March 10, 2016 – Texas Railroad Commissioner Christi Craddick discussed the benefits and challenges of horizontal drilling recently at the University of Houston Law Center. "Shale Development Challenges" was part of the Environment, Energy & Natural Resources Center’s Lecture Series for Spring 2016.
Craddick was the keynote speaker for an event that included earlier discussions about the petroleum engineering challenges and the legal uncertainties attendant with the transformative techniques of horizontal drilling and hydraulic fracturing. Her talk discussed the duties of the Railroad Commission and oil production across Texas. Craddick said despite recent instability in the oil and gas field, she is optimistic for the future.
“In Texas today, we’re producing almost 2.8 million barrels of oil a day, which are all-time high numbers,” Craddick said. “Thirty-seven percent of the state’s economy is driven by oil and gas. The industry is not going away. This is a long-term industry. There is going to be a level out in the next few years and Texas is well-positioned.”
“The Texas Railroad Commission serves a critical role in ensuring that the state’s finite natural resources are developed in a safe, environmentally sensitive, and conversationally-minded manner,” said Associate Professor Bret Wells. “Our students were able to hear directly from Commissioner Craddick about the challenges that the agency currently faces and how the industry and the Railroad Commission has continued to evolve.”
Other speakers included Dr. Christine Ehlig-Economides, a professor at the University of Houston’s Cullen College of Engineering as well as Hugh Roy and Lillie Cranz Cullen Distinguished University Chair. Economides discussed the state of the science for allocating production when horizontal wells are in close proximity to hydraulic fracturing sites The second panel featured Wells and Jason Newman, a partner at Baker Botts LLP, who discussed the legal uncertainties that exist with drilling allocation wells.
“I was interested to participate in this event from the moment I first learned about it because it was asking challenging questions about shale wells that I had not thought about,” Economides said. “Preparing the presentation was an opportunity to collect relevant material, and I fully enjoyed hearing the subsequent remarks from the panel and then from Railroad Commissioner Craddick.”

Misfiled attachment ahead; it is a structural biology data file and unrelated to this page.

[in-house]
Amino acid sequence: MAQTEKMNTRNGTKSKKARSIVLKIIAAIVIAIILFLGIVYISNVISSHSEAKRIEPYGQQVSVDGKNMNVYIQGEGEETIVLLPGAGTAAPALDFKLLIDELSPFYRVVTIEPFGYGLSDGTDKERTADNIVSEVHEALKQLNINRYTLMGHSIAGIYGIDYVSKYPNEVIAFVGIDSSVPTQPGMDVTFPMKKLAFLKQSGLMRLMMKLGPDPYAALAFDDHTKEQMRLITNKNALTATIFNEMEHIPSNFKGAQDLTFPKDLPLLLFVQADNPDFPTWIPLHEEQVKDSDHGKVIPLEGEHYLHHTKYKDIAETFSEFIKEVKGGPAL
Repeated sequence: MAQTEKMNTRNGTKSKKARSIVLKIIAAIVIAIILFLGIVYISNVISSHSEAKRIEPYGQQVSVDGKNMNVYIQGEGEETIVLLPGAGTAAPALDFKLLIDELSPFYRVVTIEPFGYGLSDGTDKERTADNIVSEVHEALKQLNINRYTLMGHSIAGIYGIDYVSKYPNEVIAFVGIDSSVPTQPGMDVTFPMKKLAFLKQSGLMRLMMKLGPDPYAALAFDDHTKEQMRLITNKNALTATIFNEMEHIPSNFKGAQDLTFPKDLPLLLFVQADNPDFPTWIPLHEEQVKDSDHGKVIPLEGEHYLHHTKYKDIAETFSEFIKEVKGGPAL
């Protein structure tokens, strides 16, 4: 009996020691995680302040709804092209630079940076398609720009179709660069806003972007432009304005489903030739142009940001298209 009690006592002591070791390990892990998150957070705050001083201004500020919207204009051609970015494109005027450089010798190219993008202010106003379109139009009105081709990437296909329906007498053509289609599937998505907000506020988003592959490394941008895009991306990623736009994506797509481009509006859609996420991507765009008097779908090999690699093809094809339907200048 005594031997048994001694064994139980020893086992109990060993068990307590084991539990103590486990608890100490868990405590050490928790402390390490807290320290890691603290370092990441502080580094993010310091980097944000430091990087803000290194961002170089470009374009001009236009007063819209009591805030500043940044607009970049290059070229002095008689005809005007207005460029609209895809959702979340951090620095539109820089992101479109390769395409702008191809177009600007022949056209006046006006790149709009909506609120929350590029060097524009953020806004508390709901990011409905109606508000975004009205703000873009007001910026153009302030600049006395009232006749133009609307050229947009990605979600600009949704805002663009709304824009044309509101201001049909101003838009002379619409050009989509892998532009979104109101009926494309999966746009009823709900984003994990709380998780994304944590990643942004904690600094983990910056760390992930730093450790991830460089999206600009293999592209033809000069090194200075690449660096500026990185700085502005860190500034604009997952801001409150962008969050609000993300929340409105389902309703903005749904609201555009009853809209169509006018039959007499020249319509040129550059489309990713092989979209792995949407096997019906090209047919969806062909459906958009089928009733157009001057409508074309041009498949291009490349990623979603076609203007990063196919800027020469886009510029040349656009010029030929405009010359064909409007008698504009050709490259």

“The oil and gas industry has been revolutionized by the breakthroughs in horizontal drilling and hydraulic fracturing in unconventional shale resource plays, and these transformative technologies in that particular resource have reshaped both the industry and the jurisprudence for oil and gas law in this state,” Wells added.
As to the overall conference, Wells said, “The multi-disciplinary collaboration that is possible at a tier one university like the University of Houston provides our students with the opportunity for a unique graduate level educational experience.
“It is enriching for students who will practice in the area of oil and gas law to understand how this science is unlocking new opportunities as well as the risks and issues,” he said. “That knowledge is critical for one to consider how to advise and structure business arrangements in the oil and gas context.”
The lecture was attended by attorneys, engineers, scientists, and Mexican Consul Oscar Solis Flores. Blank Rome LLP, Vinson & Elkins LLP, Bracewell LLP, and the Houston Bar Association’s Oil, Gas and Mineral Law Section co-sponsored the event.
“Our law students are blessed to have one of the strongest collection of energy lawyers in the world located in this city, and the Houston legal community is terrific in terms of supporting the development of the next generation of lawyers,” Wells said. “We are grateful to our event sponsors, the Houston Bar Association’s Oil, Gas, and Mineral Law Section, and we are also thankful for the many practitioners who came to participate in this conference.
“The Law Center wants to provide a forum for discussing important legal topics that are relevant and timely for the Houston energy community and at the same time provide an opportunity for our students to interact with the leading practitioners in this city. We hope others will come to participate in future programs.”